Sen. Witkos Advocates to Make Private Duty Police Service More Affordable for Non-Profits

February 12, 2015

Canton is giving non-profit groups a break on the cost of private duty police

Article as it appeared in the Hartford Courant

CANTON — How much non-profit groups have to pay for town police officers working private duty assignments at events those organizations put on has been cut.

Right now, any organization that needs a police officer to work a private duty assignment has to pay that officer’s salary for overtime work and hire them for at least four hours. In addition, the town charges fees that are a percentage of what the officer earns for administration, to cover the cost of the officer’s fringe benefits and if the officer uses a town police vehicles during the event. Those fees can amount to half of the total amount charged to groups or more.

When the board of selectmen met on Wednesday they decided to give non-profit groups a break. Officers will still have to be paid overtime if they work at a fundraiser or other event non-profits put on in town and an administrative fee. But the fee to cover fringe benefits will be waived, officials said.

“This is something we struggled with when we put the policy in place a few years ago,” said First Selectman Richard Barlow. “It is more of a burden on non-profit groups and hopefully this will take care of that.”

Town officials said they were responding to complaints from non-profit groups and others about the cost of putting on events in Canton because of the police private duty rates. That included state Sen. Kevin Witkos, who asked the selectmen to review the policy in January. Witkos said on Thursday the merchants association in Collinsville asked him to approach town officials about the idea. He said the group was thinking of putting on a 5k road race in Collinsville but hesitated because of the cost of private duty officers.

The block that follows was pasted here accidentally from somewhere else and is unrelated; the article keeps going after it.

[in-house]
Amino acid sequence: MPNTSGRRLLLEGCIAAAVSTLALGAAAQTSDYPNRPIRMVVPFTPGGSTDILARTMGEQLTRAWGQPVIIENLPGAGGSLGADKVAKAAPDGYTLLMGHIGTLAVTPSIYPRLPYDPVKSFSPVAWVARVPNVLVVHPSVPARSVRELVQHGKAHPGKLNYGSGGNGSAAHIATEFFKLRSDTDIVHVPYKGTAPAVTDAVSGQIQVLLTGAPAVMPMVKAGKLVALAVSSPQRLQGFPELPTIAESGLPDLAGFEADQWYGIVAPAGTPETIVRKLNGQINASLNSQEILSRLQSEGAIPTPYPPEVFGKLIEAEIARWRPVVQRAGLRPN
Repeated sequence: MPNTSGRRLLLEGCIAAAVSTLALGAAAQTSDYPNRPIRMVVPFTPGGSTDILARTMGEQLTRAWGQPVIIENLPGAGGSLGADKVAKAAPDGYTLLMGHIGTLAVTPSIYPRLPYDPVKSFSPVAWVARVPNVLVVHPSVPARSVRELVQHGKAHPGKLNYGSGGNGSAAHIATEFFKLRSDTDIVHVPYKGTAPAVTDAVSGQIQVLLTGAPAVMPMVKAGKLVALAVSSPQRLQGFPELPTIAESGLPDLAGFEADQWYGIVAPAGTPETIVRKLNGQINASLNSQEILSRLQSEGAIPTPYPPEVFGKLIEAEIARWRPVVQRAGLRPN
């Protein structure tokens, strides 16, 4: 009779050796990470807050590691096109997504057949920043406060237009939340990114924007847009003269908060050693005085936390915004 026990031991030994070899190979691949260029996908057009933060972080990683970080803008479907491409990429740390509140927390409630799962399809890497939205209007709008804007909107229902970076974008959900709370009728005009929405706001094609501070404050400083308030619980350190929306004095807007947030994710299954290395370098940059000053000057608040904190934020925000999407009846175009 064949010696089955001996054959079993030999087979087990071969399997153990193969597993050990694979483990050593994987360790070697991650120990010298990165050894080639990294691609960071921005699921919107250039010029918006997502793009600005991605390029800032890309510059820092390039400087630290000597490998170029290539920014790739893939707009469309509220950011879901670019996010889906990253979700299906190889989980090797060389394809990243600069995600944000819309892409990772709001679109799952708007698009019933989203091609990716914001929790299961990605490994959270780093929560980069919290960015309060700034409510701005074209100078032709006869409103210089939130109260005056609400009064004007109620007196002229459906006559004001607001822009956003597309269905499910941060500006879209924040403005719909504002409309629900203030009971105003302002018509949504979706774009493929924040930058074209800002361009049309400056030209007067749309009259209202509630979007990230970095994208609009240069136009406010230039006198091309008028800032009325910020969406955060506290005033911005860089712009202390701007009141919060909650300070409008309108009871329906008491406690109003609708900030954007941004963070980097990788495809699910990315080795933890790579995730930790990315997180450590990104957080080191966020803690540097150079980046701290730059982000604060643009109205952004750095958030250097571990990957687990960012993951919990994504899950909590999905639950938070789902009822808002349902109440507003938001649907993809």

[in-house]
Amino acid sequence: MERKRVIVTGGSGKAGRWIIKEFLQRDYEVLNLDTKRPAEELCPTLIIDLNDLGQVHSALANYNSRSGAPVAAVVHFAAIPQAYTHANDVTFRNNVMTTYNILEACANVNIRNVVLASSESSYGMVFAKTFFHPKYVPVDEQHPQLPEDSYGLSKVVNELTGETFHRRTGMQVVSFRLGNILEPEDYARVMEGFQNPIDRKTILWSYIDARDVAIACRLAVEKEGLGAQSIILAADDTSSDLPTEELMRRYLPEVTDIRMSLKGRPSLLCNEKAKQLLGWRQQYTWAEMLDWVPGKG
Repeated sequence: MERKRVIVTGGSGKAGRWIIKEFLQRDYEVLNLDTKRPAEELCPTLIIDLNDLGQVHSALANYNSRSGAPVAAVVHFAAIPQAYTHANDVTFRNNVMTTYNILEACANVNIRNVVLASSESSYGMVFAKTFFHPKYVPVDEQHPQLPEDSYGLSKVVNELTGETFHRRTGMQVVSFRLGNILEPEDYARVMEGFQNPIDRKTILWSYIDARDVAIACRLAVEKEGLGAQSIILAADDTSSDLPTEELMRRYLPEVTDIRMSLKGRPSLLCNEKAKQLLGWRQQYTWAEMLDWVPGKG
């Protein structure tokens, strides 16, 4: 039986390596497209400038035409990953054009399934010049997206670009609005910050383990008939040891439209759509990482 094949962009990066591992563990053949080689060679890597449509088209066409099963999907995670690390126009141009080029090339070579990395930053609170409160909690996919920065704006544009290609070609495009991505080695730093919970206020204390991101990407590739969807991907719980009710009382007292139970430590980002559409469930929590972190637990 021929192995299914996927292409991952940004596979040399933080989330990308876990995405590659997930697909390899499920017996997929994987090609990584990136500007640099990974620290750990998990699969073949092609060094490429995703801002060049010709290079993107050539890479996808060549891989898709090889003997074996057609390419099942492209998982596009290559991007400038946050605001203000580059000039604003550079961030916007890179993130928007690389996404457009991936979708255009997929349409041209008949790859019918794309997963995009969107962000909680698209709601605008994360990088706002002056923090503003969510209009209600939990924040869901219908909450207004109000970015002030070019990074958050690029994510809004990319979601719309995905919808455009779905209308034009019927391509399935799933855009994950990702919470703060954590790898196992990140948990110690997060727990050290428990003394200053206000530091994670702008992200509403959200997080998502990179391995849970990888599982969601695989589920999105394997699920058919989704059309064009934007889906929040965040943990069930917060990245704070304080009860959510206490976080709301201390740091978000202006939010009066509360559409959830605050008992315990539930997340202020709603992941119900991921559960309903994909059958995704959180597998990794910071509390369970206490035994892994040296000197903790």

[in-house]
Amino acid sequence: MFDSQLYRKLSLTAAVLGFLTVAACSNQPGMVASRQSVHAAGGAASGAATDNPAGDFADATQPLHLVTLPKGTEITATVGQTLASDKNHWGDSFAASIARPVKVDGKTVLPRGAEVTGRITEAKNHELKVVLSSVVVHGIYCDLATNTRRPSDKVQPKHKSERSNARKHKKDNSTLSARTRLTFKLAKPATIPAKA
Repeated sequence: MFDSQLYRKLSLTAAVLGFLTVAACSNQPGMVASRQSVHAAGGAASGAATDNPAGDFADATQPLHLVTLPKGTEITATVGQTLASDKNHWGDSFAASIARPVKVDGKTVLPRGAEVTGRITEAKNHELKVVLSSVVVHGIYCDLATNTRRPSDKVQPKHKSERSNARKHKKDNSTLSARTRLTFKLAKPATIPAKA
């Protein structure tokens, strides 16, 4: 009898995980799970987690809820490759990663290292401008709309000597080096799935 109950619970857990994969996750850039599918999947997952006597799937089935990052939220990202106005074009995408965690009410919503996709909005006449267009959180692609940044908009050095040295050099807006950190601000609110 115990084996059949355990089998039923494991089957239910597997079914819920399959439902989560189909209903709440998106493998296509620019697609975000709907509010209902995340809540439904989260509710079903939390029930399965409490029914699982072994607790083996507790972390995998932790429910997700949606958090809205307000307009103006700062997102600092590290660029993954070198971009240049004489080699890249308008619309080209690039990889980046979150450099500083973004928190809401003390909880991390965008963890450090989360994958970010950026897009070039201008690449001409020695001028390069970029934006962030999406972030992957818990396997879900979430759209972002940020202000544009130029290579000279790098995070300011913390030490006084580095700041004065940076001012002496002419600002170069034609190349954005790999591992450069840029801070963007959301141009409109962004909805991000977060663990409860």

“People have been complaining about this for the longest time,” Witkos said. “No one complains about the officers’ salaries but the fees can be 50 percent of the total bill. Events like this are what make Canton special but the town is pricing it out.”

Kathy Taylor, a member of the merchants group, said Thursday they were interested in putting it on to promote Collinsville. She said the group reached out to the Hartford Marathon Foundation to put it on and that the foundation expressed concern about the cost of private duty officers.

A breakdown of the fees charged for police officers at several events that non-profit groups have held in town recently was presented to the selectmen. According to that analysis, the fees that are in addition to the officers’ salary can be half or even more of the total amount charged to those groups. Those events included the the annual Lobster Fest, which is a fundraiser for a town firefighters organization; the Lobster Loop, a fundraiser done by the parent-teacher organization at Canton Middle School; the Canton Historical Society’s Oktoberfest fundraiser and the annual Halloween parade in Collinsville.

In the case of the Lobster Fest, the officers’ salaries came to $845.70 while the fees were $908.44. In the case of the Oktoberfest, fees also were more than half of what the organizers were charged. The total bill for private duty police for that event was $468.54 and of that fees came to $241.20.